Citing Your Sources

Research Steps 6

Why Cite?

Citation is the practice of providing information about the sources you have used in your writing. This allows readers to trace ideas back to their original sources and gives credit to the original author.

Citation acknowledges any source that has directly influenced your language, ideas, or arguments. You should cite not only what you quote, but also what you paraphrase.

If you don't cite, you may be guilty of plagiarism.
 

Elements of a Citation

While the exact parts of a citation vary from one source type to the next, the most common elements address the questions who, what, when, and where.

Who - This is the name of the person (author, composer, artist) who is responsible for the work being cited. More rarely, it may be an institution rather than an individual, as in many government documents.

What - The title of the work.

When - The date of the item being cited. Usually, only the year is required, but if you have more specific information, you can include that as well.

Where - Where can someone who is interested in this source find it? This information may include one or more of:
  • Publication title (with volume, number, and page numbers)
  • URL - for example, http://www.cnn.com/2017/04/07/politics/xi-trump-summit-syria/
  • DOI (digital object identifier) - for expample, 10.1016/j.nut.2015.05.021

Reading a Citation



Sample citation in APA style

When to Cite

A common misconception is that you only need to cite when using a direct quote from the source. In fact, you need to cite whether you directly quote a source or paraphrase it. It's about the idea, not just the expression. More details about citation and paraphrasing can be found in the plagiarism page of Research 101.

In-Text Citations and Reference Lists

The citation process involves two parts.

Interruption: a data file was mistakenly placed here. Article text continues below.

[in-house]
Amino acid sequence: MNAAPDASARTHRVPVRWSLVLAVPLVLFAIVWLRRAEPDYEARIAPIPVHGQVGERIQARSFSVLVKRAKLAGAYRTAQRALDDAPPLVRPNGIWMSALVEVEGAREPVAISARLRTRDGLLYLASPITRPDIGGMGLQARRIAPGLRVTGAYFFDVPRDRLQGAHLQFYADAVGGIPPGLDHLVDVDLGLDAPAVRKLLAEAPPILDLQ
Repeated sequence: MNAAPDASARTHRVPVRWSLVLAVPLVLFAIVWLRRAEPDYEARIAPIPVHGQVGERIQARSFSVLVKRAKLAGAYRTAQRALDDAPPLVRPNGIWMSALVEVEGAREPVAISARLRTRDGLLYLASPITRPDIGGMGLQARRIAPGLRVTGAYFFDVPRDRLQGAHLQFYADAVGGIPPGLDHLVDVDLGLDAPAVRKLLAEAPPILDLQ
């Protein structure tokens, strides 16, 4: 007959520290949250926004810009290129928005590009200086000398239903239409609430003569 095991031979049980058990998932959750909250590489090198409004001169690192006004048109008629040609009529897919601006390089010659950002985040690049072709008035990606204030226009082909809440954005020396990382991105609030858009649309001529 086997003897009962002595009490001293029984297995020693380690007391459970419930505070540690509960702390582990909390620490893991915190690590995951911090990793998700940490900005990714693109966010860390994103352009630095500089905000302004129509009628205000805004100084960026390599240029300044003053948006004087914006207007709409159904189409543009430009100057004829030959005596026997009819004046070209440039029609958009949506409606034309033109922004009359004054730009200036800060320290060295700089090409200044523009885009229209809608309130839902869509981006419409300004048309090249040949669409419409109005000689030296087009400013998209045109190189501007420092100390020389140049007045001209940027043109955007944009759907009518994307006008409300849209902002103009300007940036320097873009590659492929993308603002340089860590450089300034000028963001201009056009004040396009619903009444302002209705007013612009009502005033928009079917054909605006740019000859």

1. The reference list (aka bibliography). This lists the complete details of every item you cite. It is located at the end of your paper.

A full APA citation for an article might look like this:
 

Van der Peer, Y., & Meyer, A. (2005). Large-scale gene and ancient genome duplications. In T. R. Gregory (Ed.), The evolution of the genome. (pp. 329-368). doi:10.1016/B978-
012301463-4/50008-5


2. In-text citations. These are mini-citations that occur within the body of your paper, either as parenthetical notes or as footnotes at the bottom of the page. These give a shorter form of the citation. Interested readers can refer to your reference list for complete details.

The in-text citation for the paper listed above might look like:
 

Rapid progress in genome sequencing will allow the detection of large-scale gene duplication in many species (Van der Peer & Meyer, 2005).

Citation Styles

Many different organizations and publications have developed rules for how sources should be cited. For undergraduate work, APA, MLA, and Chicago are the most used. Make sure that within a given assignment you follow the rules of the style preferred by your instructor. If your instructor just says "be consistent," pick one of the common styles to use. For information on specific styles, see our citation styles page.

Citation Managers

Writing citations and bibliographies can be tedious and time-consuming tasks. Luckily, there are some great free tools that will create them for you. Such tools will let you collect a set of sources and then drop them into your paper as you type. They will also let you automatically convert from one citation style to another. We recommend using either Zotero or Mendeley.